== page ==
Cotter, Lucy, ed. (2019). Reclaiming Artistic Research. Berlin: Hatje Cantz Verlag. <https://www.hatjecantz.de/reclaiming-artistic-research-7621-1.html>

Contributors: Lawrence Abu Hamdan, Katayon Arian, Carolyn Christov-Bakargiev, Sher Doruff, Em'kal Eyongakpa, Ryan Gander, Liam Gillick, Natasha Ginwala, Sky Hopinka, Manuela Infante, Euridice Zaituna Kala, Grada Kilomba, Sarat Maharaj, Emma Moore, Rabih Mroué, Christian Nyampeta, Yuri Pattison, Falke Pisano, Sarah Rifky, Samson Young, Katarina Zdjelar

 

 

In an age of global pandemic, we have become aware that trusted linear patterns of thinking and expectation must now be reassessed in what is a changed present and uncertain future. Lucy Cotter’s edited book Reclaiming Artistic Research (2019) is prescient of a need to break with linear expectations and to remember that we can never step in the same river twice.

 

Multiple Perspectives

The central ambition of this book is to offer different perspectives from creative practitioners, who reflect on how they use artistic research to further their practices and critique the institutional structures that seek to envelop it. This is a time when artistic research has been co-opted by art institutions particularly in academia through research degrees. This book reminds us that the processes of art cannot be codified, contained or pinned down like a butterfly in a collection. The search in artistic research is intrinsically open-ended – a way forward.  This book is not a manifesto but rather an accumulation of dialogues that loosely pique our awareness.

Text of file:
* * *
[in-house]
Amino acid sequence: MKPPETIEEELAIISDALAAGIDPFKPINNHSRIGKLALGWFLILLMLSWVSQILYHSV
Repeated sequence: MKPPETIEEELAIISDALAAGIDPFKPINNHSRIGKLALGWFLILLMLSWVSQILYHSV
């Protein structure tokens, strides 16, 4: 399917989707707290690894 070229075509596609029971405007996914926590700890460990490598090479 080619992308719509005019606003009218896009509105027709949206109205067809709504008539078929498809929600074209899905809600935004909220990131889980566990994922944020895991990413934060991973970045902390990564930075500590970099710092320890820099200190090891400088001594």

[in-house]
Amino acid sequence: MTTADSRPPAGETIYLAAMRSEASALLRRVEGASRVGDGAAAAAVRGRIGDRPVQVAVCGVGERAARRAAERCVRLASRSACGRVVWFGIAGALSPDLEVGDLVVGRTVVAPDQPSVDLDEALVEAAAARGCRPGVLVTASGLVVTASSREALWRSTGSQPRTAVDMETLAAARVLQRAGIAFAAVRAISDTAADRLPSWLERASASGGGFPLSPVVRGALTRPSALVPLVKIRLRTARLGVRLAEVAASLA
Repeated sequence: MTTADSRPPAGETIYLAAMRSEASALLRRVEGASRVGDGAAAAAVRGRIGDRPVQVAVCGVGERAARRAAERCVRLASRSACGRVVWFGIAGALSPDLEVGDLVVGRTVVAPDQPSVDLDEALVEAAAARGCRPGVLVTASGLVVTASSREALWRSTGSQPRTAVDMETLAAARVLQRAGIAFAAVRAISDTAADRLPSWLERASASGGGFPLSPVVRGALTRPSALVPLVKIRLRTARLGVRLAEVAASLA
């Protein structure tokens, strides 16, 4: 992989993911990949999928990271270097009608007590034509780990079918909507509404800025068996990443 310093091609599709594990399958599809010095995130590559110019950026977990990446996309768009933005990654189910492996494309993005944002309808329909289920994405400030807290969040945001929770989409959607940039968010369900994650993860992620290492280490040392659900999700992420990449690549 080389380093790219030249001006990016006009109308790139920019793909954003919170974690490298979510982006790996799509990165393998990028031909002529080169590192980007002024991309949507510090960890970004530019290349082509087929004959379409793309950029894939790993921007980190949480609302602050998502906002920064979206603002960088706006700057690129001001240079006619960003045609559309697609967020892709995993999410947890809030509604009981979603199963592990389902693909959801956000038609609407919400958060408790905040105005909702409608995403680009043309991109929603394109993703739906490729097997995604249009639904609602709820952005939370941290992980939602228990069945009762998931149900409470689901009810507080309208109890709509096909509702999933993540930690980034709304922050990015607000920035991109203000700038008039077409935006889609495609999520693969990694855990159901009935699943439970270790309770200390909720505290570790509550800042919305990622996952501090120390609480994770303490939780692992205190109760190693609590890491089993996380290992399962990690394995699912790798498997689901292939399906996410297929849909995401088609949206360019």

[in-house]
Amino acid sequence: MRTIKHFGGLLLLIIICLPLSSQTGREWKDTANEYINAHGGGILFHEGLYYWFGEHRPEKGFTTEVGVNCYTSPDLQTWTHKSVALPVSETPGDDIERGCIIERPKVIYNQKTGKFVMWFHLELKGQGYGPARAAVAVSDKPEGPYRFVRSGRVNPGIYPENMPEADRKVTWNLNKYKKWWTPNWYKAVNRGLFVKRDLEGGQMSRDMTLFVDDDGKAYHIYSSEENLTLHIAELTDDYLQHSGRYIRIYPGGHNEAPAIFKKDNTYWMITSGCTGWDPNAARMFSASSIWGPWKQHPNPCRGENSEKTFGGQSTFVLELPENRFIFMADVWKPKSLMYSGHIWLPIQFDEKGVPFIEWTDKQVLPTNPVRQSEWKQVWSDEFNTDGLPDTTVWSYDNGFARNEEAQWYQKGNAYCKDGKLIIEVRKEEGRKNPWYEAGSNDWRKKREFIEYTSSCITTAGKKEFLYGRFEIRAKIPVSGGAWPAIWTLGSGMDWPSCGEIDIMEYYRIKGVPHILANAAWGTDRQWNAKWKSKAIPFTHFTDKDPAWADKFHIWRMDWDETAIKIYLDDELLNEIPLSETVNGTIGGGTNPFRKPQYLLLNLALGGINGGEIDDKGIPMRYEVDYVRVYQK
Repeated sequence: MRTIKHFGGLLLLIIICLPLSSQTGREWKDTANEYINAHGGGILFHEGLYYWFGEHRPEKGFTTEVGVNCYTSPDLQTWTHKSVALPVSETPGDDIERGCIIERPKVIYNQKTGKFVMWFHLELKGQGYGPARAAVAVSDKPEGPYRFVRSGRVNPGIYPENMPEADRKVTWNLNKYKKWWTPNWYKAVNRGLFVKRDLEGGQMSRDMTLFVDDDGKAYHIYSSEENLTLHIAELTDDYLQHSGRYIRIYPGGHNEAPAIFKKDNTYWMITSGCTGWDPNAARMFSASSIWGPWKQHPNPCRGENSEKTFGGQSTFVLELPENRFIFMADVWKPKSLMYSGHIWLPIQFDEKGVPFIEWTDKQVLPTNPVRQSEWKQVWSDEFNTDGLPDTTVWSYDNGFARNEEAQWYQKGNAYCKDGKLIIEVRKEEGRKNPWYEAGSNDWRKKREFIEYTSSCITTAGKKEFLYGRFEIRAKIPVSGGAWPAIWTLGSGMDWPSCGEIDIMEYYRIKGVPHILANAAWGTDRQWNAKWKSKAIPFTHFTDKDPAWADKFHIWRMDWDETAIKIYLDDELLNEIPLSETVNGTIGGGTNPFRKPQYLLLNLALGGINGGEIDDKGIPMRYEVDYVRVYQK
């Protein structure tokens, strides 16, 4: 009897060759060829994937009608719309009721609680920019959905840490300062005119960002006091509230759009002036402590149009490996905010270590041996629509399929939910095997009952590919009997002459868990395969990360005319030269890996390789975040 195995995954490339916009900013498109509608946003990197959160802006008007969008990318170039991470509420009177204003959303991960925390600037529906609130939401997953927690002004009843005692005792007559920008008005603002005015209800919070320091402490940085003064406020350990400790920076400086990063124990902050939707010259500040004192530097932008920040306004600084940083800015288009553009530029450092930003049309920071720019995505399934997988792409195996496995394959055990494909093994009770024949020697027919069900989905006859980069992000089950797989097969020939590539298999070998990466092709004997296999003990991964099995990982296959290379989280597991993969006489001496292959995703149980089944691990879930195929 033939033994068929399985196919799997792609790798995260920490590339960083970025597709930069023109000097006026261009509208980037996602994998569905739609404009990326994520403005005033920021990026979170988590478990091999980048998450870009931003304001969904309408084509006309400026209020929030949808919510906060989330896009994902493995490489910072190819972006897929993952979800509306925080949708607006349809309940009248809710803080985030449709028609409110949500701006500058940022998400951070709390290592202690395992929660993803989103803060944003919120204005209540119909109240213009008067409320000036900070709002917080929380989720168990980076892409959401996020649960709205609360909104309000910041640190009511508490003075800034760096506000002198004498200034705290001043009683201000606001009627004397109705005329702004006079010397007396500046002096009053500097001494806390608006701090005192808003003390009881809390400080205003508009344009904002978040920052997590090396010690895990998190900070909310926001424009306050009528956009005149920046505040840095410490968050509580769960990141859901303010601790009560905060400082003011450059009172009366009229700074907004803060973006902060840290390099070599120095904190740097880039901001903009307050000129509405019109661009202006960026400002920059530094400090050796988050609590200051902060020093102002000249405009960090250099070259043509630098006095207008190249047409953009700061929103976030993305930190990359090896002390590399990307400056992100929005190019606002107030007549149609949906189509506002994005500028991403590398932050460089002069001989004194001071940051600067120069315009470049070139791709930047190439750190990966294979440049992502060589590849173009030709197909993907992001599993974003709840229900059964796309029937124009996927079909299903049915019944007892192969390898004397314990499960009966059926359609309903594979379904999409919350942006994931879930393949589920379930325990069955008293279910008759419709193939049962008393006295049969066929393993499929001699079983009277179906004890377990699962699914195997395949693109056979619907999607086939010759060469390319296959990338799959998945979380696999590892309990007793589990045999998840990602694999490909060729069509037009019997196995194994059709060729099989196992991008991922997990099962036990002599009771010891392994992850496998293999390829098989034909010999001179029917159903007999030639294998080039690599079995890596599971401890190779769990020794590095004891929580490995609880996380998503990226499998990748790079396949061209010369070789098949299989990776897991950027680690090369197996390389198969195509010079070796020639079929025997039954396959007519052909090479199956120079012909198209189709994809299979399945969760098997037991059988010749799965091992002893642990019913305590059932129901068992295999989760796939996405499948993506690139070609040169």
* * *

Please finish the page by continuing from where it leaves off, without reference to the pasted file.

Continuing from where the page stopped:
The book is formatted in a way that readers can ‘dip in’ to conversations about how artistic research is being used in practice. The authors present a multiplicity of voices, perspectives and positions and amongst them are Lawrence Abu Hamdan, Carolyn Christov-Bakargiev, Sher Doruff, Em'kal Eyongakpa, Ryan Gander, Liam Gillick, Natasha Ginwala, Sky Hopinka, Manuela Infante, Euridice Zaituna Kala, Grada Kilomba, Sarat Maharaj, Rabih Mroué, Christian Nyampeta, Yuri Pattison, Falke Pisano, Sarah Rifky, Mario García Torres, Samson Young, and Katarina Zdjelar.

Like artistic research itself the book is an open-ended collection of experiences of practitioners using research, which explains how they are sometimes (and rightly) challenging the institutional frameworks that have in the past generation influenced the relationships between artists and institutions. The book does not propose to be a manifesto. It does not offer solutions or next steps but importantly reminds us that artistic research is ever being co-opted and assimilated within universities and other institutions, where now the lenses of research occlude and constrain the very potential of art that artistic research seeks to explore. Through self-censorship and the pervasiveness of professionalization in the industry, artists often explore and present only fragments of the depth of their creative practice.